Title: Government Affairs Manager, Children’s National Hospital, At-Large Councilmember – City of Bowie, Member, Prince George’s County Democratic Central Committee
A: I have been working from home since March but I still get up early every morning and get dressed as though I am headed into the office. I start my day with a prayer, review my to-do list and calendar, walk my dog, read and listen to the news, grab my coffee and get to work.
A: I help people. I advocate for children in my role as Government Affairs Manager for Children’s National Hospital; I advocate for the residents of Bowie as an At-Large Councilmember; I advocate for candidates and the voters as a member of the Prince George’s Democratic Central Committee; I advocate for the entire Prince George’s County community as a member of Alpha Kappa Alpha Sorority, Incorporated and, most importantly, as a Mother, I will always advocate for the needs of my children.
A: The last book I read was Leaders Eat Last by Simon Sinek. My biggest takeaways were that to be a more effective leader you should cultivate collaboration, lead without judgment of others, lead without self-promotion, be honest, kind and listen to the people you serve. It is a great book that speaks to the principles that I believe in.
A: The pandemic has certainly changed how we do business and we must certainly remain vigilant in our efforts to remain safe. However, the one trend I predict that will continue to change how business is done is that people are becoming more introverted and less socially engaged. In this virtual environment, we have lost the personal touch and human connection. A handshake or hug meant you could look a person in the eye and connect with their energy. That handshake also solidified agreements and symbolically held you to your word. The in-person meetings allowed you to see, connect and informally engage with people. In virtual meetings, the connection sometimes seem perfunctory because you don’t have to turn on your camera, the host has the power to mute the entire audience, and you never have time to personally connect with everyone on the call. I believe this trend will continue because many people will no longer want to make that in-person connection due to the pandemic.
A: My favorite productivity habit is making a daily do-list and checking it off. I have always been a writer, so I physically write down my to-do list, prioritize it and check items off throughout my day. And, I have several lists for each “hat” that I wear to ensure I am keeping up with my tasks. I feel productive and on track instead of overwhelmed.
A: Talk less, listen more. Some people are so focused on what they have to say, they don’t listen to or really hear what others have to say. I believe the best leaders put their own interests aside and open their ears and their minds to others’ input, ideas and solutions.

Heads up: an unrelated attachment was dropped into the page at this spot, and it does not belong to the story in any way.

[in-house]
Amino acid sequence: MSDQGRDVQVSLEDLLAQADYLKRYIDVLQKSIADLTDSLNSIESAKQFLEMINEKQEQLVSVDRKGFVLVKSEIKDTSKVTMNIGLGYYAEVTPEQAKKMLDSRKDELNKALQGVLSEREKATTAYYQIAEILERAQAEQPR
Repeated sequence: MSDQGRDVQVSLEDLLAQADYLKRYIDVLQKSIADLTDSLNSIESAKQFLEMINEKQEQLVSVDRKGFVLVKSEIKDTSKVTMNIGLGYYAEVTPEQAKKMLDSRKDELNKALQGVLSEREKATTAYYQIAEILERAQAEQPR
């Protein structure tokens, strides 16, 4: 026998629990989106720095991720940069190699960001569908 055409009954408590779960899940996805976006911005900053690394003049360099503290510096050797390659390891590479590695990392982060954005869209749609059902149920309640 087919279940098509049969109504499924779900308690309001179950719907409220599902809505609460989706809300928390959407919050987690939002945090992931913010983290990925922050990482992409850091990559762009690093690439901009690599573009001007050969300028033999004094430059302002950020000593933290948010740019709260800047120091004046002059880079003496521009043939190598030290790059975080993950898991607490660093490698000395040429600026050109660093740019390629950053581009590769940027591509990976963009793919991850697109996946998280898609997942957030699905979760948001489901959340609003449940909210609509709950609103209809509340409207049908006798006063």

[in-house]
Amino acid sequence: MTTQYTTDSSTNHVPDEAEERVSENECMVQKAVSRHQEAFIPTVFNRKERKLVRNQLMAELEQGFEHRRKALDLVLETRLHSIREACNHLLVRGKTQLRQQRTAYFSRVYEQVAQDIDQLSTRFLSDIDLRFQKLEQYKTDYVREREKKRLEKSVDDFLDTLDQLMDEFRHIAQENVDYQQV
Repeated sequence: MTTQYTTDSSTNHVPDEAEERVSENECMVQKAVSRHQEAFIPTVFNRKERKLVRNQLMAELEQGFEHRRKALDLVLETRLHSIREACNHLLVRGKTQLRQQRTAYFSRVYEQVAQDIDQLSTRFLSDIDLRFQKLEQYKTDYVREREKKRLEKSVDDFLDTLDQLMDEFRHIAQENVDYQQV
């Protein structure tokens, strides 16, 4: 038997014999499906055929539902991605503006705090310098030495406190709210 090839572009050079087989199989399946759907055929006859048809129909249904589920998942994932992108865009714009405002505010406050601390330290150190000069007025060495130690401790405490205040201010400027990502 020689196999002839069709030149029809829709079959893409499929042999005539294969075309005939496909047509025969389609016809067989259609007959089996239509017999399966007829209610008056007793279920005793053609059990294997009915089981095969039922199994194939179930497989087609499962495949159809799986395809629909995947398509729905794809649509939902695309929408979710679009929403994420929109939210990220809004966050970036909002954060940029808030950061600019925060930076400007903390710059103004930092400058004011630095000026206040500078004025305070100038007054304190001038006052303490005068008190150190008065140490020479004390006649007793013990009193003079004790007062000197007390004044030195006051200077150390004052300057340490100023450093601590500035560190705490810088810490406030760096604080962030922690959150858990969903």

About Ingrid Scott Harrison:
Ingrid was proud to be elected in November 2019 to serve the citizens of Bowie in her first term as one of the At-Large Councilmembers. In her full-time job, she serves as the Government Affairs Manager for Children’s National Hospital covering Maryland and Washington DC. In this capacity, she is responsible for coordinating legislative efforts and developing relationships at the local, state and federal levels.
Ingrid is honored and proud to hold two elected offices. In 2018, Ingrid was elected by the citizens of Legislative District 23B (serving Bowie and Upper Marlboro) to serve on the Prince George’s County Democratic Central Committee and held a position on the Executive Board. She also serves as the Prince George’s County Council Representative on the Board for the Liberty Sports Park. Her past board service includes the Board of Directors for Leadership Prince George’s, The Ivy Community Charities of Prince George’s County, Inc. and Women Business Owners of Prince George’s County.
In her elected capacity, she is also a strong workforce development advocate in partnership with Employ Prince George’s, where she worked as Outreach and Communications Manager from 2017-2020. Ingrid credits her work with the District 4 office of the Prince George’s County Council from 2007-2017 as the impetus of her drive to pursue elected office.
Ingrid served for four years as the 11th President of Alpha Kappa Alpha Sorority, Inc., Iota Gamma Omega Chapter, the oldest and largest chapter in Prince George’s County. In her role as the chapter President, she also served as President of The Ivy Community Charities of Prince George’s County, Inc. (Charities), the philanthropic arm of the chapter. She was awarded President of the Year award three years in a row for her work in the sorority.
In 2018, she was a proud recipient of the William Jefferson Jackson Award from her beloved alma mater, St. Augustine’s University, for her work in the community.
She is also a graduate of Leadership Prince George’s, Class 30 and The Washington Business Journal’s 2019 Business Class.
Ingrid is most proud to be mother to Alexander, 24 and Christina, 19 and when they are happy, she is happy.